This Day in History – April 28
Today is the 118th day of 2021. There are 247 days left in the year.
1967: Heavyweight boxing champion Muhammad Ali refuses to be inducted into the US Army.
1521: Holy Roman Emperor Charles V grants his brother, Archduke Ferdinand, the Hapsburg possessions in Lower Austria, Carinthia, Styria and Carinola.
1655: English fleet destroys pirate fleet of Bey of Tunis and releases prisoners in Algiers.
1758: The fifth president of the United States, James Monroe, is born in Westmoreland County, Virginia.
1770: British navigator Capt James Cook, aboard Endeavor, lands in Australia, naming the natural harbour Botany Bay – now in the suburbs of Sydney.
1788: Maryland becomes the seventh state to ratify the Constitution of the United States.
1817: The United States and Britain sign the Rush-Bagot Treaty, which limits the number of naval vessels allowed in the Great Lakes.
1876: Britain’s Queen Victoria is declared Empress of India.
1910: Albanian revolt is suppressed by Turkish Army.
1918: Gavrilo Princip, the assassin of Archduke Franz Ferdinand of Austria and the archduke’s wife, Sophie, dies in prison of tuberculosis.
1925: The International Exposition of Modern Industrial and Decorative Arts, which gave rise to the term ‘Art Deco’, begins a six-month run in Paris.
1936: King Farouk ascends to throne in Egypt; Arab high command is formed to unite Arabs against Jewish claims.
1945: Italy’s dictator Benito Mussolini and his mistress, Clara Petacci, are executed by partisans in World War II.
1952: War with Japan officially ends as a treaty signed by the United States and 47 other countries takes effect.
1969: Charles de Gaulle resigns as president of France.
1976: India’s Supreme Court upholds right of Prime Minister Indira Gandhi’s Government to imprison political opponents without court hearing.
1980: US President Jimmy Carter accepts the resignation of Secretary of State Cyrus Vance, who opposed the failed rescue mission aimed at freeing American hostages in Iran.
1988: Soviet-backed Afghan troops shell border areas, killing 15 Pakistanis.
1989: Students in South Korea fight police after authorities ban march to North Korean border.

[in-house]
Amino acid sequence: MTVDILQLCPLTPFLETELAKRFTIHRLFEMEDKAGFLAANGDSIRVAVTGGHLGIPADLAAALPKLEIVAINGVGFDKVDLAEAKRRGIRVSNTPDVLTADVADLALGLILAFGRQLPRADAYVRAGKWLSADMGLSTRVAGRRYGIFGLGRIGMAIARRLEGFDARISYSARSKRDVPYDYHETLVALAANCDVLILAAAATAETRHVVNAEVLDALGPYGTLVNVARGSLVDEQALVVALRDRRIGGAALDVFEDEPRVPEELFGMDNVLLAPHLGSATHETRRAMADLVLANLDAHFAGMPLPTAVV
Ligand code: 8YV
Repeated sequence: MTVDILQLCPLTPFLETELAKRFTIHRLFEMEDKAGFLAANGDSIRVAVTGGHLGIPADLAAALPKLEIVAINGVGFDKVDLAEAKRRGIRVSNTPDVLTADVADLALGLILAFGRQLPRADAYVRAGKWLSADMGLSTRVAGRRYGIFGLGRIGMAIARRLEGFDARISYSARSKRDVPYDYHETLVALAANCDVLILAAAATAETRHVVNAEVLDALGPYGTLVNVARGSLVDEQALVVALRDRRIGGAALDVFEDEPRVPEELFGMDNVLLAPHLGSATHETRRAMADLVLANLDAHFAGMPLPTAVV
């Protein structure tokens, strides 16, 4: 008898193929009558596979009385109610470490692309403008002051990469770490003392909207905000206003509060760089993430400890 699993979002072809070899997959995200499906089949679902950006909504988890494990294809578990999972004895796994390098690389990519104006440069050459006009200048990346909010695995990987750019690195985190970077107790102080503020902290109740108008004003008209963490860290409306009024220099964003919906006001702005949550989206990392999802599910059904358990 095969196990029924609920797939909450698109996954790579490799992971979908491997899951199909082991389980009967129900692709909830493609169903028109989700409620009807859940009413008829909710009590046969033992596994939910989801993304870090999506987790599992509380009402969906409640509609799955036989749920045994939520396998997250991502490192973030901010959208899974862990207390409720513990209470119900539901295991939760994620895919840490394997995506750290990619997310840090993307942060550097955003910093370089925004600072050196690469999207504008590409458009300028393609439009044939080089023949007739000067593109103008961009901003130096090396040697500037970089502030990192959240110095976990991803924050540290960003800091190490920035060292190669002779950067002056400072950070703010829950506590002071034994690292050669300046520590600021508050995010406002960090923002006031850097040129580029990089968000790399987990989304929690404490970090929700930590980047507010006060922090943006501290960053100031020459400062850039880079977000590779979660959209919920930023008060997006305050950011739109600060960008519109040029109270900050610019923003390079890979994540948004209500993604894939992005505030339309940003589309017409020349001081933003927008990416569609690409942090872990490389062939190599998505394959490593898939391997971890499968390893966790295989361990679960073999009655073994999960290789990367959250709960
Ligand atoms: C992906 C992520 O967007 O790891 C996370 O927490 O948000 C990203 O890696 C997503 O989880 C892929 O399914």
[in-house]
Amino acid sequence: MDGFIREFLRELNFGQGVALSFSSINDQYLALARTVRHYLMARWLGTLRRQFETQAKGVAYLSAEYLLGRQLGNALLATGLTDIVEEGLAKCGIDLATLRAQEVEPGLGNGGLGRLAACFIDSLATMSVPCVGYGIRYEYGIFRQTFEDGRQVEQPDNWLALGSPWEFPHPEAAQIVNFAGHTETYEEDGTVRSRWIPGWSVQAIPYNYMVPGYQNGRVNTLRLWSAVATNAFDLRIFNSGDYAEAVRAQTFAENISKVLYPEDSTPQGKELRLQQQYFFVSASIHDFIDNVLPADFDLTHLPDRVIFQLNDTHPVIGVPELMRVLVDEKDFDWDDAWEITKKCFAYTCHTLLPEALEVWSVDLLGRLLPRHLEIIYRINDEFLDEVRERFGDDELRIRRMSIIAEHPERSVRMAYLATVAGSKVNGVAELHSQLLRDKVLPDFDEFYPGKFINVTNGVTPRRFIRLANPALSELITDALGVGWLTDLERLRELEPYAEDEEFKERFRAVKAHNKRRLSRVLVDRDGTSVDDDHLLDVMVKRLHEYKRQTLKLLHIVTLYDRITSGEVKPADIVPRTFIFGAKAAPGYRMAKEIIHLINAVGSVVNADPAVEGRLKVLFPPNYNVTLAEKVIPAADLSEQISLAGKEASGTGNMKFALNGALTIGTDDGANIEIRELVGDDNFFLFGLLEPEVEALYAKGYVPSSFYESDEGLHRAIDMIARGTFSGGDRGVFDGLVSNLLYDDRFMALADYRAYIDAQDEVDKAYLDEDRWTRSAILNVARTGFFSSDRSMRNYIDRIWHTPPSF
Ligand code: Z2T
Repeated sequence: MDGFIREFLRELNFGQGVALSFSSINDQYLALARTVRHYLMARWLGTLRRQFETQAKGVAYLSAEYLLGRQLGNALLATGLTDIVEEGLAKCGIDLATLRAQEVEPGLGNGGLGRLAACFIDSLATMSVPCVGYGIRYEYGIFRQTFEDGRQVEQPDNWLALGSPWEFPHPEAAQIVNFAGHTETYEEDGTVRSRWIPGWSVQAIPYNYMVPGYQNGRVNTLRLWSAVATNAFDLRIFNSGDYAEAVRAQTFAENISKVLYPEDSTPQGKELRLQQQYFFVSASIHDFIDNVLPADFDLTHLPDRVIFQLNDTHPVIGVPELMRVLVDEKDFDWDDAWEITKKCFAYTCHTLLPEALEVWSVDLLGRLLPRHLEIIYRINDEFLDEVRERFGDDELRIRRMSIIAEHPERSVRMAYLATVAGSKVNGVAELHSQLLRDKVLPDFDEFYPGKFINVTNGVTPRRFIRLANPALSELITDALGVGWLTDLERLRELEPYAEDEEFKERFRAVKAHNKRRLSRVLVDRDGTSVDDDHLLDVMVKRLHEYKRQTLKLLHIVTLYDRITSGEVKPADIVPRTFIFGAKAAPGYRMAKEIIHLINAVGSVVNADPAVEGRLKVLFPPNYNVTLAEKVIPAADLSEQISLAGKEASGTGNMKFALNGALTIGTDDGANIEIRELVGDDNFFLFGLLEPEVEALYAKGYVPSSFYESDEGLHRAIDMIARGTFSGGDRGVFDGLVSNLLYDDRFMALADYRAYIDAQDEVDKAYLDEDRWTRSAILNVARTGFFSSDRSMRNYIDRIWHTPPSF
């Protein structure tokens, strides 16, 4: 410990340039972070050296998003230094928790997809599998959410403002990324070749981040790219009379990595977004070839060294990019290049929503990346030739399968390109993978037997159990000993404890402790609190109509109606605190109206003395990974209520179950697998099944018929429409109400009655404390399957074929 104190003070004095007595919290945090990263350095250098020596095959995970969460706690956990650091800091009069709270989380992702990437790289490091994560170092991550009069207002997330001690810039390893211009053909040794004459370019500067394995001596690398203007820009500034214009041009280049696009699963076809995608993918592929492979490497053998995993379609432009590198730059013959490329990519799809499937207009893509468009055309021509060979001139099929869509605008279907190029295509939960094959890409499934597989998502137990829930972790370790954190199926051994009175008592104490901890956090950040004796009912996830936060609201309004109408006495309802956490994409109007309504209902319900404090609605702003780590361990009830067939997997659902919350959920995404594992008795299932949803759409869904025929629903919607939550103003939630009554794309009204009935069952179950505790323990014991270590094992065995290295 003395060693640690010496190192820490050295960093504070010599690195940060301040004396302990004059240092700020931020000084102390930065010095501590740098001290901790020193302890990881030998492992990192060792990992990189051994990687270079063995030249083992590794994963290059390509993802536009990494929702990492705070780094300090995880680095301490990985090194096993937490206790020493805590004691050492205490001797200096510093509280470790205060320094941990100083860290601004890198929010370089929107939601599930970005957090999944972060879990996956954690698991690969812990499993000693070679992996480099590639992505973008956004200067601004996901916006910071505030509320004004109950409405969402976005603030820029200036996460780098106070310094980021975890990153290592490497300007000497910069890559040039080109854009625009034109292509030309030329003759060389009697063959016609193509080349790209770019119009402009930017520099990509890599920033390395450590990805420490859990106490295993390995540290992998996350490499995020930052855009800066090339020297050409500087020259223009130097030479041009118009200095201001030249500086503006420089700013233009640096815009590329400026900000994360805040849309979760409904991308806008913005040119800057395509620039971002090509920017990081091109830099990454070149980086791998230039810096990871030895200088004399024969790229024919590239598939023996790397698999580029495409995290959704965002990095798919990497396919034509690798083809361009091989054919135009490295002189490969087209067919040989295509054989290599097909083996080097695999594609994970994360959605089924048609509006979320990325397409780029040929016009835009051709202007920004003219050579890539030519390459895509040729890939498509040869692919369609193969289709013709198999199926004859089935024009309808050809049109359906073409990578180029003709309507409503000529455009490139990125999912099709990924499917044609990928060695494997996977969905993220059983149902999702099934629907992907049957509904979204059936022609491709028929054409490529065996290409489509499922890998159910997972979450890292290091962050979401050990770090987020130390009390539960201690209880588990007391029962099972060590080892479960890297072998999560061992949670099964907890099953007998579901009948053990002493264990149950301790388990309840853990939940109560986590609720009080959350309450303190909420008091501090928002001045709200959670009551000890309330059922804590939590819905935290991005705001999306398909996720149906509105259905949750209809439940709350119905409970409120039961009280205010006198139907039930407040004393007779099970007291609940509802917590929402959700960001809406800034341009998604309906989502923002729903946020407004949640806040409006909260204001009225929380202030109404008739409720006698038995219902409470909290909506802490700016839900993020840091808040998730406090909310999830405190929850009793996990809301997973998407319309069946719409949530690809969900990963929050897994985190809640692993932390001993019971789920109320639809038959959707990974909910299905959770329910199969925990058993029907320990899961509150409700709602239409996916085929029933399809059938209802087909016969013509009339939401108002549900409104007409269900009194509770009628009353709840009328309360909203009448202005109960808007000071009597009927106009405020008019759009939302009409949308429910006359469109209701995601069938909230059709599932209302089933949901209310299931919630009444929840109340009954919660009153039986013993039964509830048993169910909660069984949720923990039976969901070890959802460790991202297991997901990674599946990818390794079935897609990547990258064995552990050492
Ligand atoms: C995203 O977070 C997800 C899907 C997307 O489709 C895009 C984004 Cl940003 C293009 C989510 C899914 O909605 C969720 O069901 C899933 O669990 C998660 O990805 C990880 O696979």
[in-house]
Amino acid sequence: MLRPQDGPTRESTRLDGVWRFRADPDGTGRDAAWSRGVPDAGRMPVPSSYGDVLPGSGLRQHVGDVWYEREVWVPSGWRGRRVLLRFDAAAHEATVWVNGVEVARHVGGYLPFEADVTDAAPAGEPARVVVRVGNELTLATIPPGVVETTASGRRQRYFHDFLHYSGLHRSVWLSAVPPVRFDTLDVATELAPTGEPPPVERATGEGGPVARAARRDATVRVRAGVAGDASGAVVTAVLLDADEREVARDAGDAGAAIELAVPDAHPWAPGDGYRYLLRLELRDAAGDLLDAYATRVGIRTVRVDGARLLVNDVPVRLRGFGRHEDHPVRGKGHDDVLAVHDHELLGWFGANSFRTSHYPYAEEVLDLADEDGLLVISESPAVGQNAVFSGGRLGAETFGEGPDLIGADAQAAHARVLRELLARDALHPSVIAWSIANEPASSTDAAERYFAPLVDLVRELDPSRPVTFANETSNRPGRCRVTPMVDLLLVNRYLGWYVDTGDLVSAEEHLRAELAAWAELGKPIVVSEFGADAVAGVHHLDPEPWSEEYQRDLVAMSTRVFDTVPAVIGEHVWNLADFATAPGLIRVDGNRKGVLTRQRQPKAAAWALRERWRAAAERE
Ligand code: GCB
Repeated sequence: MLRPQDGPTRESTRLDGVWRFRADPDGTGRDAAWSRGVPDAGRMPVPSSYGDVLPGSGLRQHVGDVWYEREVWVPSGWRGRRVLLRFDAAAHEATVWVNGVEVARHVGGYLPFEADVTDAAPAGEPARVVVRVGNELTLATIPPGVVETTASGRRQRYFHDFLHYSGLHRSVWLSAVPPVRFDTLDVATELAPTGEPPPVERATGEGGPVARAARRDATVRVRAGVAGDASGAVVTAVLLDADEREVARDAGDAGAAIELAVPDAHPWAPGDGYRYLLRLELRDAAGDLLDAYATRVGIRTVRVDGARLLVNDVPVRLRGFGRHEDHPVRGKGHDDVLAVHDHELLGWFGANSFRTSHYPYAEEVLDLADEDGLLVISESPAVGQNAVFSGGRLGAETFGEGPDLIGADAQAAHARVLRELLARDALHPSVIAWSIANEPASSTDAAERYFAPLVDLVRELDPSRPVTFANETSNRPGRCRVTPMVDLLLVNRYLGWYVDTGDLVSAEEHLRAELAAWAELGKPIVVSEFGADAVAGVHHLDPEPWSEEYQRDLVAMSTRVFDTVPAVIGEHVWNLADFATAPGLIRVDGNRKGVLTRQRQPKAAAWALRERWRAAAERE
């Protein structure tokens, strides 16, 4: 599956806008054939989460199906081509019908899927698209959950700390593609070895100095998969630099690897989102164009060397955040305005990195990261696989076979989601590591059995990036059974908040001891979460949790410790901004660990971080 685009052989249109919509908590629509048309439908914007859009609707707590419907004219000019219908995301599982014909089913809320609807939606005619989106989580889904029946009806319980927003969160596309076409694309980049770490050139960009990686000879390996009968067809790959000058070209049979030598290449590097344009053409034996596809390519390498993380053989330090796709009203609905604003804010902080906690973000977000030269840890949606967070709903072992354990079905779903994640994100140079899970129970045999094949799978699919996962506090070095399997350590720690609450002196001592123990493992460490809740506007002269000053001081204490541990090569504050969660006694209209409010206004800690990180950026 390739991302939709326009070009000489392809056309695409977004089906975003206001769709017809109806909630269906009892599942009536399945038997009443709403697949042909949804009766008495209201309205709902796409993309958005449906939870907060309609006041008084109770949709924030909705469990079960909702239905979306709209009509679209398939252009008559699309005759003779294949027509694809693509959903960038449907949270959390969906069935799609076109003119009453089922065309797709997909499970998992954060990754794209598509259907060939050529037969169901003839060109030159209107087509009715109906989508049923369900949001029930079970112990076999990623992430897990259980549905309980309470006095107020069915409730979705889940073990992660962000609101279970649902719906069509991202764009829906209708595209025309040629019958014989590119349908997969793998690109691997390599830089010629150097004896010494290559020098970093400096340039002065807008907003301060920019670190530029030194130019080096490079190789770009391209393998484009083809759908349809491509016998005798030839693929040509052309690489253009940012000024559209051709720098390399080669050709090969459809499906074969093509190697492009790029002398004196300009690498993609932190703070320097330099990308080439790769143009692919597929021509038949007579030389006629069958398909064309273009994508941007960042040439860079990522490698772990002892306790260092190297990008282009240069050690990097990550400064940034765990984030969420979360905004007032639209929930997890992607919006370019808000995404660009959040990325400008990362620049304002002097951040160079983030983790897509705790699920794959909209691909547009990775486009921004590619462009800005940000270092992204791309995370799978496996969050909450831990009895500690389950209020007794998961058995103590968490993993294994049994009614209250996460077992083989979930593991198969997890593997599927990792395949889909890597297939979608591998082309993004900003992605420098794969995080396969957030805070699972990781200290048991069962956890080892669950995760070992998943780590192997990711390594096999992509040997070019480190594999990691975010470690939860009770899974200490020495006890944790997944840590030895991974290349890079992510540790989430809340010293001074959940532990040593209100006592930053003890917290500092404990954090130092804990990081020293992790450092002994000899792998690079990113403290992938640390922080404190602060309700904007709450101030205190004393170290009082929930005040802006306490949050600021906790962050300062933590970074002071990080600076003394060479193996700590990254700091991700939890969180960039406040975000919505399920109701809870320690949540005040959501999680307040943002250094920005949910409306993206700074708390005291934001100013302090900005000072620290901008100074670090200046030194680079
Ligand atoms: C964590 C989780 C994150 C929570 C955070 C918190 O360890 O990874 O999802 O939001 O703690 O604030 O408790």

1992: A new, smaller Yugoslavia is established by Serbia and Montenegro after four other republics, Slovenia, Croatia, Bosnia-Herzegovina and Macedonia secede.
1994: Former Central Intelligence Agency official Aldrich Ames, who betrayed US secrets to the Soviet Union, pleads guilty to espionage and tax evasion. He is sentenced to life in prison without parole.
1996: A gunman slaughters 35 tourists near the ruins of a colonial prison in Tasmania, Australia.
1998: Nigeria’s former deputy leader, General Oladipyo Diya, and five others are sentenced to death by firing squad for plotting to overthrow military leader General Sani Abacha.
1999: Peru’s President Alberto Fujimori orders armoured troop carriers and 20,000 police into the streets to control the first protest against his economic policies.
2000: Guerrillas blow up an Israeli-controlled military outpost in southern Lebanon, killing four pro-Israeli militiamen and wounding three others.
2003: Britain’s GlaxoSmithKline PLC, the world’s largest producer of AIDS drugs, announces it will reduce the price of its popular AIDS medication Combivir to US$0.90 a day, from US$1.70, in 63 developing countries.
2004: Macedonia’s liberal Prime Minister Branko Crvenkovski wins presidential election with 62 per cent of the votes cast. But his conservative opponent Sasko Kedev, who garners 37 per cent, claims voter fraud and demands the ballot be annulled. Crvenkovski and Kedev are seeking to replace former President Boris Trajkovski, who died in a February airplane crash in Bosnia.
2005: Iraq’s National Assembly approves the country’s first democratically elected Government, a Shiite-dominated body that excludes the Sunni minority from meaningful positions and threatens efforts to dampen the deadly insurgency.
2006: The International Atomic Energy Agency says in a report that Iran has defied a UN Security Council call to freeze uranium enrichment and is stonewalling efforts to determine if it is developing nuclear arms.
2008: Austrian Josef Fritzl, 73, confesses to imprisoning his daughter for 24 years in a windowless cell with a soundproofed door and fathering seven children. He also tells investigators that he tossed the body of one of the children in an incinerator when the infant died after birth.
2010: British Prime Minister Gordon Brown blunders during campaign season when an open microphone captures him slamming a voter he had just been trying to win over.
2011: The moderate Palestinian president plays down concerns that his emerging alliance with the militant Hamas will undermine peace negotiations with Israel, insisting that he will retain control over foreign policy and remain committed to resolving the conflict.
2012: Syria derides UN chief Ban Ki-moon as biased and calls his comments “outrageous” after he blames the regime for widespread ceasefire violations – the latest sign of trouble for an international peace plan many expect to fail.
2013: The fugitive owner of an illegally constructed building that collapsed and killed at least 377 people in Bangladesh is captured by a commando force as he tries to flee to India.
Yi Sun-shin, Korean admiral and national hero (1545-1598); James Monroe, US president (1758-1831); Antonio de Oliveira Salazar, Portuguese dictator (1889-1970); Kurt Goedel, Austrian-born US mathematician (1906-1978); Saddam Hussein, Iraqi dictator (1937-2006); Harper Lee, US author (1926-2016); Ann-Margret, Swedish-born US actress(1941- ); Penelope Cruz, Spanish actress (1974- ); Jessica Alba, US actress (1981- )